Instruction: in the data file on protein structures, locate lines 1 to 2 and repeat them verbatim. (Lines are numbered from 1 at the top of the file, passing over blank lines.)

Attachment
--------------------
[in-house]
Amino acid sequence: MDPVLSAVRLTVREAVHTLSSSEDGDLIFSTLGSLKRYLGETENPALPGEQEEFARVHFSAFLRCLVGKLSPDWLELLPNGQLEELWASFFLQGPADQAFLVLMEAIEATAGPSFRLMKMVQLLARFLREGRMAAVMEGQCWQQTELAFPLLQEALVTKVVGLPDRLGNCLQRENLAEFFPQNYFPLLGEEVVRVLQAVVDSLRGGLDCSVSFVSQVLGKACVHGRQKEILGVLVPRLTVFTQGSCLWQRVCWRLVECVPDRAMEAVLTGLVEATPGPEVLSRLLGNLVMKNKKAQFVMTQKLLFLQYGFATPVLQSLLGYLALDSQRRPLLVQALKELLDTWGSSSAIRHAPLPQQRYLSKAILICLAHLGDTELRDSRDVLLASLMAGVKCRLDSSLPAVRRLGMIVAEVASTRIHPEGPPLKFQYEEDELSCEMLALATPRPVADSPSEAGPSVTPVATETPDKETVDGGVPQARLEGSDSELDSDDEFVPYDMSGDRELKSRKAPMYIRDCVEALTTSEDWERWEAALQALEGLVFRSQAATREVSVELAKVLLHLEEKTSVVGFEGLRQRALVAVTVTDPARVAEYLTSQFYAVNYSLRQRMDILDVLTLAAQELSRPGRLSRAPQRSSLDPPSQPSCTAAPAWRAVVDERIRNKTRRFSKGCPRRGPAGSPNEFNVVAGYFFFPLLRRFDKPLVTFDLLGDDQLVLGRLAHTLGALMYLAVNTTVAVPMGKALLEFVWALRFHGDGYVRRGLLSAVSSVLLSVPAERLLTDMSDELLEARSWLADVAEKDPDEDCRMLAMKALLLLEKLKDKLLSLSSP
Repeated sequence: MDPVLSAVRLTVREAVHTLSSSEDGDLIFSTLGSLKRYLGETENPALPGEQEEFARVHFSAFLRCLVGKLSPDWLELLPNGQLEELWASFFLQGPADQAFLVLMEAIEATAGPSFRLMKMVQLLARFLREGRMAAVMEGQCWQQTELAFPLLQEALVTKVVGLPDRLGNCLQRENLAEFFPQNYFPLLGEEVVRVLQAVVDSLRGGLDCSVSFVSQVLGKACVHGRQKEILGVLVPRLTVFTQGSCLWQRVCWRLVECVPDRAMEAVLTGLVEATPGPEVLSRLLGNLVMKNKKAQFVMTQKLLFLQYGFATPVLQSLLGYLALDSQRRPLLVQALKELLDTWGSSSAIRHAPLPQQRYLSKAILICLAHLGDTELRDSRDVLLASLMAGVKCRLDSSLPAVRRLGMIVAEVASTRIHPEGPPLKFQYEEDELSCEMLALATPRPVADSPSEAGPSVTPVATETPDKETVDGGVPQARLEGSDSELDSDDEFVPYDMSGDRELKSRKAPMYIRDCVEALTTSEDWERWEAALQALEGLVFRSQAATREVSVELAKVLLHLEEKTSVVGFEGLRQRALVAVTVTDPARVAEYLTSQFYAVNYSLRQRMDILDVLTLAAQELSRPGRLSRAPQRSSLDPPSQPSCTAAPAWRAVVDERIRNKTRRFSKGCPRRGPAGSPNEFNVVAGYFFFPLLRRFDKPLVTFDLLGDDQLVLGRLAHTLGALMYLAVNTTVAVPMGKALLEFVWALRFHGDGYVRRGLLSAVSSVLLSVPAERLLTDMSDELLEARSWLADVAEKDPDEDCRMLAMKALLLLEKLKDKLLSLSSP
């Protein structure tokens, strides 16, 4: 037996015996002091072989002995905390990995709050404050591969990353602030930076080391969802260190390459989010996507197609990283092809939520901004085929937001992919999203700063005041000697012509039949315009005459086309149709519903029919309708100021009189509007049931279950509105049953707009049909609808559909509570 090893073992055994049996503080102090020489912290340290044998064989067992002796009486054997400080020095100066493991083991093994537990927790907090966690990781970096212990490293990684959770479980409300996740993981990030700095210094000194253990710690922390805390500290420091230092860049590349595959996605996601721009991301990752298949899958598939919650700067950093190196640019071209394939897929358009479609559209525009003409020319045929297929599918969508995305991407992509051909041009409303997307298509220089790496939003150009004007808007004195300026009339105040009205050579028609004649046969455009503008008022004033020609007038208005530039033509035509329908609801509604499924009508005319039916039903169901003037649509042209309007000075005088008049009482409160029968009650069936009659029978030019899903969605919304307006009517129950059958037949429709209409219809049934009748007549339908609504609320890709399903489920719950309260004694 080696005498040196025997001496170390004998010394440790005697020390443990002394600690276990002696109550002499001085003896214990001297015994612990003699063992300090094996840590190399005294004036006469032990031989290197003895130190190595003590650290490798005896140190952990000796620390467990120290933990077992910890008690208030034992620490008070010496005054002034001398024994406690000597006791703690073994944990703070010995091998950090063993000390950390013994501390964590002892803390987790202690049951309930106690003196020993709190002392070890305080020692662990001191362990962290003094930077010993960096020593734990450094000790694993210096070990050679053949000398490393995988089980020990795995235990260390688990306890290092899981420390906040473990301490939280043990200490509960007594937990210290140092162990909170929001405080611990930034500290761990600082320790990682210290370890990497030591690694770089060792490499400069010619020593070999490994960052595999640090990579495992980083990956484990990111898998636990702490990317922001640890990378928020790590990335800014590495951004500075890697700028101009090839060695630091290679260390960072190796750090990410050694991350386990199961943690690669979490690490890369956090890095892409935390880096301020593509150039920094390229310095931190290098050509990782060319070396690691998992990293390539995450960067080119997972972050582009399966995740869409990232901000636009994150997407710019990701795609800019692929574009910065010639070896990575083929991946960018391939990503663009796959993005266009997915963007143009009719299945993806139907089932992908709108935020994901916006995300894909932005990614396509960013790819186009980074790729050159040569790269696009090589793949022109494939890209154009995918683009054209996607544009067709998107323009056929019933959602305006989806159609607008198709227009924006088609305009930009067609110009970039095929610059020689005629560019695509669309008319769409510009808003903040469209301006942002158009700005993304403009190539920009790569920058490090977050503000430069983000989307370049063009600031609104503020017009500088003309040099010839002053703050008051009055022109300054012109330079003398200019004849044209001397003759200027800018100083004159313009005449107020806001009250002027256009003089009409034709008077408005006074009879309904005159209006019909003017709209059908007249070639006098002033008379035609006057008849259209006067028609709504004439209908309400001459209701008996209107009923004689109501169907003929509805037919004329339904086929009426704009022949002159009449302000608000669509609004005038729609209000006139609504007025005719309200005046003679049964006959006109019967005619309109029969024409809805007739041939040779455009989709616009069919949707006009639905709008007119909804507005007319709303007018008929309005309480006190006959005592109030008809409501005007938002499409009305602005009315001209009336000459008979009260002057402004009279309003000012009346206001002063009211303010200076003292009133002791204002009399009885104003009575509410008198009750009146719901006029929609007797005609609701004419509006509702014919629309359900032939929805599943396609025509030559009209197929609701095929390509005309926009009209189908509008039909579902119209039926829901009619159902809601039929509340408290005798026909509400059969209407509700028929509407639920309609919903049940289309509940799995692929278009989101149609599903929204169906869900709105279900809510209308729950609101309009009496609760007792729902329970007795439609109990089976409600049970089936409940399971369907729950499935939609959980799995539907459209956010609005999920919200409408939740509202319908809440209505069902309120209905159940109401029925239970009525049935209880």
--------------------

[in-house]
Amino acid sequence: MDPVLSAVRLTVREAVHTLSSSEDGDLIFSTLGSLKRYLGETENPALPGEQEEFARVHFSAFLRCLVGKLSPDWLELLPNGQLEELWASFFLQGPADQAFLVLMEAIEATAGPSFRLMKMVQLLARFLREGRMAAVMEGQCWQQTELAFPLLQEALVTKVVGLPDRLGNCLQRENLAEFFPQNYFPLLGEEVVRVLQAVVDSLRGGLDCSVSFVSQVLGKACVHGRQKEILGVLVPRLTVFTQGSCLWQRVCWRLVECVPDRAMEAVLTGLVEATPGPEVLSRLLGNLVMKNKKAQFVMTQKLLFLQYGFATPVLQSLLGYLALDSQRRPLLVQALKELLDTWGSSSAIRHAPLPQQRYLSKAILICLAHLGDTELRDSRDVLLASLMAGVKCRLDSSLPAVRRLGMIVAEVASTRIHPEGPPLKFQYEEDELSCEMLALATPRPVADSPSEAGPSVTPVATETPDKETVDGGVPQARLEGSDSELDSDDEFVPYDMSGDRELKSRKAPMYIRDCVEALTTSEDWERWEAALQALEGLVFRSQAATREVSVELAKVLLHLEEKTSVVGFEGLRQRALVAVTVTDPARVAEYLTSQFYAVNYSLRQRMDILDVLTLAAQELSRPGRLSRAPQRSSLDPPSQPSCTAAPAWRAVVDERIRNKTRRFSKGCPRRGPAGSPNEFNVVAGYFFFPLLRRFDKPLVTFDLLGDDQLVLGRLAHTLGALMYLAVNTTVAVPMGKALLEFVWALRFHGDGYVRRGLLSAVSSVLLSVPAERLLTDMSDELLEARSWLADVAEKDPDEDCRMLAMKALLLLEKLKDKLLSLSSP